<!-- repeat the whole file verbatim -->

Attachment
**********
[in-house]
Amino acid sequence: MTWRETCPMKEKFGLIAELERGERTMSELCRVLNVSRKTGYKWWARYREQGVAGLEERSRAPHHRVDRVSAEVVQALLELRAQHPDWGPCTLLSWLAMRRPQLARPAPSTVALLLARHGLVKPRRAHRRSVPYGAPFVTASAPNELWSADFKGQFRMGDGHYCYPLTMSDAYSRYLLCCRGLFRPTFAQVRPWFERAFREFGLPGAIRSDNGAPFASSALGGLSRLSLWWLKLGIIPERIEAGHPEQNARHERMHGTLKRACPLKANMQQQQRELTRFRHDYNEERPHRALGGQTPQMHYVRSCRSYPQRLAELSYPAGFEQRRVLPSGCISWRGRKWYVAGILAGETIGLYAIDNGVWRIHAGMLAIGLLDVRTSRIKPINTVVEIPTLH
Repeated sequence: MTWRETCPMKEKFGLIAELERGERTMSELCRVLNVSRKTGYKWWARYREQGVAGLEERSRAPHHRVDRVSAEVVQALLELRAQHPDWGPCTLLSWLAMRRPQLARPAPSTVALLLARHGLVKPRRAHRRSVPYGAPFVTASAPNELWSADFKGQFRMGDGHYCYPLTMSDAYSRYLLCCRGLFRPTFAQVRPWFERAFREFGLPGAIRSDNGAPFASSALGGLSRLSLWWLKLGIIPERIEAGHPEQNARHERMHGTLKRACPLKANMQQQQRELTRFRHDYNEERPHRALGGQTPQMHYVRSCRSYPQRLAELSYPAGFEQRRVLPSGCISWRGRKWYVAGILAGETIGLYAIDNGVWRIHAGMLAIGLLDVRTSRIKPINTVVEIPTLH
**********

[in-house]
Amino acid sequence: MTWRETCPMKEKFGLIAELERGERTMSELCRVLNVSRKTGYKWWARYREQGVAGLEERSRAPHHRVDRVSAEVVQALLELRAQHPDWGPCTLLSWLAMRRPQLARPAPSTVALLLARHGLVKPRRAHRRSVPYGAPFVTASAPNELWSADFKGQFRMGDGHYCYPLTMSDAYSRYLLCCRGLFRPTFAQVRPWFERAFREFGLPGAIRSDNGAPFASSALGGLSRLSLWWLKLGIIPERIEAGHPEQNARHERMHGTLKRACPLKANMQQQQRELTRFRHDYNEERPHRALGGQTPQMHYVRSCRSYPQRLAELSYPAGFEQRRVLPSGCISWRGRKWYVAGILAGETIGLYAIDNGVWRIHAGMLAIGLLDVRTSRIKPINTVVEIPTLH
Repeated sequence: MTWRETCPMKEKFGLIAELERGERTMSELCRVLNVSRKTGYKWWARYREQGVAGLEERSRAPHHRVDRVSAEVVQALLELRAQHPDWGPCTLLSWLAMRRPQLARPAPSTVALLLARHGLVKPRRAHRRSVPYGAPFVTASAPNELWSADFKGQFRMGDGHYCYPLTMSDAYSRYLLCCRGLFRPTFAQVRPWFERAFREFGLPGAIRSDNGAPFASSALGGLSRLSLWWLKLGIIPERIEAGHPEQNARHERMHGTLKRACPLKANMQQQQRELTRFRHDYNEERPHRALGGQTPQMHYVRSCRSYPQRLAELSYPAGFEQRRVLPSGCISWRGRKWYVAGILAGETIGLYAIDNGVWRIHAGMLAIGLLDVRTSRIKPINTVVEIPTLH